Top Ten Tuesday (7/17/2012)

This week’s topic is “If you liked X then you need to read Y.”  I have been doing my best Winnie the Pooh impression (think, think, think) trying to narrow down my genre loves and finally decided on:

If you like The Hunger Games, then you need to read:

  1. A Canticle for Leibowitz by Walter M. Miller, Jr. – One of the very first dystopian books I read way back in my late teens, this is a brilliant story of the Albertian Order of St. Leibowitz and their mission to guard scientific knowledge until the world is ready for it again.
  2. The Road by Cormac McCarthy – A novel for adults this books came to me with the intriguing non recommendation “This is the best book I would never recommend anyone read.”  It is bleak and dark and sets up fabulous discussions about love and sacrifice.
  3. The Handmaid’s Tale by Margaret Atwood – I have talked about this book before and the huge impact it had on me.  It is usually in my top recommended books and I think anyone who claimes there is not a war on Woman’s Rights, or that said erosion of our rights is not worrying needs to read this.
  4. Divergent by Veronica Roth – I just read this recently after seeing it everywhere for weeks now. I loved the set up of factions and the division not only of labor but also of personality as a way to protect society from collapse. The ending is one of the few recent “first books” which has me pushing other books in my TBR pile out of the way to get to the sequel.
  5. Uglies by Scott Westerfeld – One of the first YA dystopians I read.  Just about the time I was beginning to read YA more heavily I found this and quickly read all 4 books in the series. Highly recommended for young woman.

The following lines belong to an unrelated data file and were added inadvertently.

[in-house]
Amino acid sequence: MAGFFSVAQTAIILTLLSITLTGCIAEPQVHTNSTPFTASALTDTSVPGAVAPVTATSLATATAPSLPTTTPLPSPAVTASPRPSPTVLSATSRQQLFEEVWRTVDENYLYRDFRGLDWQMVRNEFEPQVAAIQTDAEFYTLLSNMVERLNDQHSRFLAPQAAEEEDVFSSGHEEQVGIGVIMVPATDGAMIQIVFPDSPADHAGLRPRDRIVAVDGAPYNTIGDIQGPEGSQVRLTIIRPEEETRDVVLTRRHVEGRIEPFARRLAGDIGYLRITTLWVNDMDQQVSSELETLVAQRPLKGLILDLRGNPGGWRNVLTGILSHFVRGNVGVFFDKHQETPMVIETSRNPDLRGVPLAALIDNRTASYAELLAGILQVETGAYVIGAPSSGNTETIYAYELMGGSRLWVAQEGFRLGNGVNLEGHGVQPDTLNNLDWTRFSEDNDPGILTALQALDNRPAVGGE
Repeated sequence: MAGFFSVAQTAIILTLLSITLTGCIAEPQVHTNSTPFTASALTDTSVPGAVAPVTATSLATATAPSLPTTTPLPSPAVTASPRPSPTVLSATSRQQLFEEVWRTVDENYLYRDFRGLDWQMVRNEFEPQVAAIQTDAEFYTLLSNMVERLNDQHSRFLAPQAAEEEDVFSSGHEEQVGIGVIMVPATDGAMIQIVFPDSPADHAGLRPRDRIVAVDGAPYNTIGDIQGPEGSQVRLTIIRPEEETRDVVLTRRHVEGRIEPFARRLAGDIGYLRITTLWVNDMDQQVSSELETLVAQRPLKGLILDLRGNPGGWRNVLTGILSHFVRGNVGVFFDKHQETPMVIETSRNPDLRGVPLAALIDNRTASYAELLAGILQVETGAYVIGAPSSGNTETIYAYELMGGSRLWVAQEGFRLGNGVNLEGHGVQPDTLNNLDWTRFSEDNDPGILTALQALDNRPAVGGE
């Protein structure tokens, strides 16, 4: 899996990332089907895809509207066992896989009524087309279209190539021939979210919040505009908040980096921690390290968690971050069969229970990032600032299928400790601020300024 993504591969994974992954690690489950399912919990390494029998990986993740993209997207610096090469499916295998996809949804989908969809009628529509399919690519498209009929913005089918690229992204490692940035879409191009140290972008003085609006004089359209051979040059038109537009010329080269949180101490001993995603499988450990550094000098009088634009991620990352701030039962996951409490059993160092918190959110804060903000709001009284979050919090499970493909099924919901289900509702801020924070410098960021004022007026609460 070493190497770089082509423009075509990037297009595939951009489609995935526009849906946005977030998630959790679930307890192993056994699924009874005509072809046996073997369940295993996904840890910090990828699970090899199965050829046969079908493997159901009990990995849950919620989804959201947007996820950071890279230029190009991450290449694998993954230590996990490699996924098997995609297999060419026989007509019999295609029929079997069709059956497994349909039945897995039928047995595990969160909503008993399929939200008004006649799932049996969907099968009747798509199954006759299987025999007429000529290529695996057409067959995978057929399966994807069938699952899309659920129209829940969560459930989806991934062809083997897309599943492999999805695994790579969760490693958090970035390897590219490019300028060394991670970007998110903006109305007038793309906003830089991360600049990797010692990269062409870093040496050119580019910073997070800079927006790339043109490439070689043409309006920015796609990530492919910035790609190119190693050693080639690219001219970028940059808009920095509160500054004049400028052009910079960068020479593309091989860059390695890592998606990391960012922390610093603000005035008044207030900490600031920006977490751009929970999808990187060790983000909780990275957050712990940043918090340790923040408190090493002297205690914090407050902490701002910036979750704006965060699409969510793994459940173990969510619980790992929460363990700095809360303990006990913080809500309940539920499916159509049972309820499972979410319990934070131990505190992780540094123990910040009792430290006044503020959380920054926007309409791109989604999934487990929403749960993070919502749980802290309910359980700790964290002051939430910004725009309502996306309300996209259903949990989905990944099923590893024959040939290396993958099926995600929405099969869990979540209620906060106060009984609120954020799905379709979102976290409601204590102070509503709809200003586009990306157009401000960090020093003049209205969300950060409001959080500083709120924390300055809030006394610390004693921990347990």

6. The Knife of Never Letting Go by Patrick Ness – The most science fiction-y of all of these, this one ripped my heart out and the sequels stomped on it.  But probably one of the more original ideas on this list. Men can hear other men’s thoughts, but not woman’s. So woman are seen as dangerous. Fabulous setup and follow through.
  7. The Postman by David Brin – If you saw the movie, forget it. The book is an interesting, thought-provoking read about civilization and symbols. It is about how  one man can become a savior and the results of another man’s extreme, violent, misogynistic and hypersurvivalist beliefs.
  8. The Breaking of Northwall by Paul O. Williams – What happens if America is reduced to warring tribes of people?  This series answers that question.  Set 1000 years after “the time of fire,”  it follows the story of Jestak and his punishment to guard Northwall.
  9. Nature’s End by Whitley Strieber and James Kunetka – Think it has been hotter than usual this summer? This book uses scientific hypotheses and creates a frightening picture of a future where the environment has collapsed.  Terrifying when I read it in the late 80s, I’ll bet even more so now.
  10. The Pesthouse by Jim CraceA love story wrapped up in dystopian tale. Unlike so many other though in this story there is hope in getting to Europe.  The end may have only come for America.

A Canticle for Leibowitz The Road (Oprah's Book Club) The Handmaid's Tale Divergent Uglies (The Uglies) The Knife of Never Letting Go: Chaos Walking: Book One The Postman The Breaking of Northwall: The Pelbar Cycle, Book One (Beyond Armageddon) Nature's End The Pesthouse (Vintage)

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